Reflections on an interesting year
Last year, in the blog post in which I announced that I’d landed a deal for my third novel, I wrote: “I look forward to sharing regular updates here, as part of what promises to be, by any measure, the most interesting year of my life.” Looking back at the twelve months that followed, I’d say that they lived up to the billing, and then some. This was, among other things, the year in which my first two novels came out and my first child was born—either one of which would have made this year hard to forget. Yet when I look around at my life these days, I’ve found that the former achievement, at least, hasn’t changed things very much. Now and then, I get to do something interesting that wouldn’t have been possible before, but these events are pretty rare. For the most part, my daily routine remains unchanged. I still spend almost every waking hour writing at home, and hope to do so for as long as I can. My ambitions remain undiminished, but in one way they’ve been fulfilled: I’d like nothing more than to keep doing exactly the same thing every day for the rest of my life.
Being published has also had less of an impact on my overall happiness than I might have expected. Part of this is because I tend, like everyone else, to adjust immediately to any form of good fortune: once you’ve accomplished something, you tend to take it for granted, and focus instead on the small ways in which life continues to deviate from the ideal. But it’s also due to the fact that whatever changes have taken place in my life have occurred gradually, over time, and as a natural consequence of decisions I made long before I finished writing The Icon Thief. You don’t become a writer by publishing a book, but the other way around: in the process of making the countless tedious, taxing, tactical choices required to produce a manuscript, you change in ways that only become obvious after the fact, until one day you wake up and discover, somewhat to your surprise, that you’re a writer. Having a book in stores makes this point easier to explain to people at cocktail parties, but really, it’s only the visible token of the transformation you had to undergo to get there in the first place.
In that sense, writing a novel is nothing like becoming a father, although we often use the same words to describe both processes: we talk about conception, gestation, labor, delivery. But having a child, especially on the father’s side, is something that happens regardless of one’s good or bad choices along the way. The baby comes when it comes, and when it does, you don’t necessarily have the skills or wisdom to deal with it. Even if you’ve tried to prepare as much as possible beforehand, you’re really learning on the fly, and life becomes a series of compromises and negotiations with the adorable, bewitching, maddening stranger suddenly living in your house. If becoming a novelist is something that takes place invisibly in the months and years prior to publication, being a father hits you on day one. And one of the greatest challenges of these first few weeks with Beatrix has been coming to terms with the fact that I don’t have all the answers, and that much of her future life and happiness is ultimately out of my control.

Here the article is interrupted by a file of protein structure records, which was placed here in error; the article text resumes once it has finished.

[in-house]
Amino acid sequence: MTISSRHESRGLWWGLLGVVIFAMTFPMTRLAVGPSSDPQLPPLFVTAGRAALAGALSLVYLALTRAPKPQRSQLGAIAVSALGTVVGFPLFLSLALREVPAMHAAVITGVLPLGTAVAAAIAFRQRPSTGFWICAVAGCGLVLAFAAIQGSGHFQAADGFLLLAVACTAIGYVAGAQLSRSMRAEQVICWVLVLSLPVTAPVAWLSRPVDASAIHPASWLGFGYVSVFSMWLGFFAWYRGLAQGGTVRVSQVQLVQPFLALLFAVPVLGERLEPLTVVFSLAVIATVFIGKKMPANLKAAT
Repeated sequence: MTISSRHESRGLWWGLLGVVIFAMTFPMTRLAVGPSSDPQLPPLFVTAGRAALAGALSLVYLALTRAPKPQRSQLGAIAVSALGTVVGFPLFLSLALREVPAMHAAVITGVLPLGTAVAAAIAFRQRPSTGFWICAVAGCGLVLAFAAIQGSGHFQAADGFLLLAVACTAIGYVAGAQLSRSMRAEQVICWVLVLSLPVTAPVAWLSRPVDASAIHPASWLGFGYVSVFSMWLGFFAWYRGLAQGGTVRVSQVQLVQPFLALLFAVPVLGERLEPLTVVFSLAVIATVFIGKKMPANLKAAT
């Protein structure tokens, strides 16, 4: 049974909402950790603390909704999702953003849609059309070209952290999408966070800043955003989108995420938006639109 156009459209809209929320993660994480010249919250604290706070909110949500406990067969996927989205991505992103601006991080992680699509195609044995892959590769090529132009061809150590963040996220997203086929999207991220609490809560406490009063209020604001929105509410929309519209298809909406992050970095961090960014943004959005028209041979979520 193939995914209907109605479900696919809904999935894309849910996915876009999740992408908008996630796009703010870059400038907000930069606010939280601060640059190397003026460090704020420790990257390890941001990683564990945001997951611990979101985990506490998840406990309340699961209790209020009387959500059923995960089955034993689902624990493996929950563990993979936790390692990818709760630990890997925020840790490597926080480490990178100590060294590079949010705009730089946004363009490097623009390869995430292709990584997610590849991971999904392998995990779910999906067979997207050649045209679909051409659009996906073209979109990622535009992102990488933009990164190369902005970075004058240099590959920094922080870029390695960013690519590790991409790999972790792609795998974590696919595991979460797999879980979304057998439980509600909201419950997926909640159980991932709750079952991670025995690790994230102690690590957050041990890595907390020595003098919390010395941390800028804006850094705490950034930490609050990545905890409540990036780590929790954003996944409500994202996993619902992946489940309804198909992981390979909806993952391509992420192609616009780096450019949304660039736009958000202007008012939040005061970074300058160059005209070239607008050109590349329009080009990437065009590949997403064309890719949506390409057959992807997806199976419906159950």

This is a hard point to grasp for anyone, but especially for a writer like me. When it comes to my work, I like being in charge: every word is a conscious decision, at least in theory, and over time, I’ve developed a bag of tricks designed to take as much uncertainty out of the process as possible. (Of course, some degree of uncertainty is desirable and good—but it, too, needs to be controlled. And needless to say, there’s no guarantee in the end that the novel I write using these tools will be one that anyone else will want to read.) Being a father doesn’t afford anything like this kind of control: you can do all the right things and still be faced with an inconsolable infant at three in the morning. But this is a realization that can only help me as a father and a writer. It’s just an accident that Beatrix happened to arrive shortly after my second novel came out, but the timing strikes me as particularly appropriate. As much as I like to pretend, at least on this blog, that I have at least some of the answers some of the time, I’ve been reminded every day of how little I really know. Last year was, in fact, the most interesting year of my life. But it’s also going to be less interesting than any of the ones that follow.